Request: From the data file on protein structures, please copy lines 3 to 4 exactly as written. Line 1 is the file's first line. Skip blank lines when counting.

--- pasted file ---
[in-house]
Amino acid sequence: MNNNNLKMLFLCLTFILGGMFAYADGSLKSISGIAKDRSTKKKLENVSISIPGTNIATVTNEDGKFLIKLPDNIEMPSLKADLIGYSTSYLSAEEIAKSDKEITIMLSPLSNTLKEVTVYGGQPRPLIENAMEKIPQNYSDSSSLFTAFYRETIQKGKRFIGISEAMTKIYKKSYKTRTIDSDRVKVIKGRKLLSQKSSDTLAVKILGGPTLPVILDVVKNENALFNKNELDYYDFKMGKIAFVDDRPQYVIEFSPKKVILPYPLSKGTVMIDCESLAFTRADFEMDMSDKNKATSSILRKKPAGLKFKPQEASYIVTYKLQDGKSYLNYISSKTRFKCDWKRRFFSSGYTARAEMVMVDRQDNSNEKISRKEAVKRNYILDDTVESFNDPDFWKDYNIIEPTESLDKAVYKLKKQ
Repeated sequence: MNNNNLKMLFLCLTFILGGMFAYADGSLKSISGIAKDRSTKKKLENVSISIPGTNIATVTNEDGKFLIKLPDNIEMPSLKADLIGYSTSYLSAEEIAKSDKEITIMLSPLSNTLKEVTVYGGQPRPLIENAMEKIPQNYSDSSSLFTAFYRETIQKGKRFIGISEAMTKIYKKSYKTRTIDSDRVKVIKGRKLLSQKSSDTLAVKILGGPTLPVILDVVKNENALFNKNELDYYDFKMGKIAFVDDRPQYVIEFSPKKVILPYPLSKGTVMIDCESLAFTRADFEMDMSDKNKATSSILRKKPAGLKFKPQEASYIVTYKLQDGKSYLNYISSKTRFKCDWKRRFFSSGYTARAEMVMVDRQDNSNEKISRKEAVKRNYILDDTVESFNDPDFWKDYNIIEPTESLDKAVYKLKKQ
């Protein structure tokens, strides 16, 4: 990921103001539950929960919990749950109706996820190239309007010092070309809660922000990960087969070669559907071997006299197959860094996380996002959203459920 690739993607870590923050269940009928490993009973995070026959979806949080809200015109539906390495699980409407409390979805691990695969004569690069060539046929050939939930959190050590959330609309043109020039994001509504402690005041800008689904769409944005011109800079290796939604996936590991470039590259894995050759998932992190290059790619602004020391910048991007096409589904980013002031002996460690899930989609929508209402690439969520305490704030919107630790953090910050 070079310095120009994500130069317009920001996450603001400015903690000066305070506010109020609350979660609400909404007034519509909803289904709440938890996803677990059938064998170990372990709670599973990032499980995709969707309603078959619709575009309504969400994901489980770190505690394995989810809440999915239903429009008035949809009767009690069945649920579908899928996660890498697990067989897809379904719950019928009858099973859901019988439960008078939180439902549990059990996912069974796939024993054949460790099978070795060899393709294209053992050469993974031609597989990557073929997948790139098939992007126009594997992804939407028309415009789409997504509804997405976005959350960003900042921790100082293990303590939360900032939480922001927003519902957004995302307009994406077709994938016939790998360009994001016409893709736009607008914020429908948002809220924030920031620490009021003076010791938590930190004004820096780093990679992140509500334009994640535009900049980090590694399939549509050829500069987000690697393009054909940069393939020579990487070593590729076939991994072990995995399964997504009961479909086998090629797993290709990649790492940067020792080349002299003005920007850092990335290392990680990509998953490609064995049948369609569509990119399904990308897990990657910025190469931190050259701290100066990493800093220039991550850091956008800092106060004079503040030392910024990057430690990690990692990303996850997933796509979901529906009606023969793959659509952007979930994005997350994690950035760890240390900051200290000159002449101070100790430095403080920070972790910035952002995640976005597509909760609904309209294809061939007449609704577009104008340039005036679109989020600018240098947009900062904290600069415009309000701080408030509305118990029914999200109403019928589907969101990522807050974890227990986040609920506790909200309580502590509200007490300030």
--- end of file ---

Repeated sequence: MNNNNLKMLFLCLTFILGGMFAYADGSLKSISGIAKDRSTKKKLENVSISIPGTNIATVTNEDGKFLIKLPDNIEMPSLKADLIGYSTSYLSAEEIAKSDKEITIMLSPLSNTLKEVTVYGGQPRPLIENAMEKIPQNYSDSSSLFTAFYRETIQKGKRFIGISEAMTKIYKKSYKTRTIDSDRVKVIKGRKLLSQKSSDTLAVKILGGPTLPVILDVVKNENALFNKNELDYYDFKMGKIAFVDDRPQYVIEFSPKKVILPYPLSKGTVMIDCESLAFTRADFEMDMSDKNKATSSILRKKPAGLKFKPQEASYIVTYKLQDGKSYLNYISSKTRFKCDWKRRFFSSGYTARAEMVMVDRQDNSNEKISRKEAVKRNYILDDTVESFNDPDFWKDYNIIEPTESLDKAVYKLKKQ
């Protein structure tokens, strides 16, 4: 990921103001539950929960919990749950109706996820190239309007010092070309809660922000990960087969070669559907071997006299197959860094996380996002959203459920 690739993607870590923050269940009928490993009973995070026959979806949080809200015109539906390495699980409407409390979805691990695969004569690069060539046929050939939930959190050590959330609309043109020039994001509504402690005041800008689904769409944005011109800079290796939604996936590991470039590259894995050759998932992190290059790619602004020391910048991007096409589904980013002031002996460690899930989609929508209402690439969520305490704030919107630790953090910050 070079310095120009994500130069317009920001996450603001400015903690000066305070506010109020609350979660609400909404007034519509909803289904709440938890996803677990059938064998170990372990709670599973990032499980995709969707309603078959619709575009309504969400994901489980770190505690394995989810809440999915239903429009008035949809009767009690069945649920579908899928996660890498697990067989897809379904719950019928009858099973859901019988439960008078939180439902549990059990996912069974796939024993054949460790099978070795060899393709294209053992050469993974031609597989990557073929997948790139098939992007126009594997992804939407028309415009789409997504509804997405976005959350960003900042921790100082293990303590939360900032939480922001927003519902957004995302307009994406077709994938016939790998360009994001016409893709736009607008914020429908948002809220924030920031620490009021003076010791938590930190004004820096780093990679992140509500334009994640535009900049980090590694399939549509050829500069987000690697393009054909940069393939020579990487070593590729076939991994072990995995399964997504009961479909086998090629797993290709990649790492940067020792080349002299003005920007850092990335290392990680990509998953490609064995049948369609569509990119399904990308897990990657910025190469931190050259701290100066990493800093220039991550850091956008800092106060004079503040030392910024990057430690990690990692990303996850997933796509979901529906009606023969793959659509952007979930994005997350994690950035760890240390900051200290000159002449101070100790430095403080920070972790910035952002995640976005597509909760609904309209294809061939007449609704577009104008340039005036679109989020600018240098947009900062904290600069415009309000701080408030509305118990029914999200109403019928589907969101990522807050974890227990986040609920506790909200309580502590509200007490300030």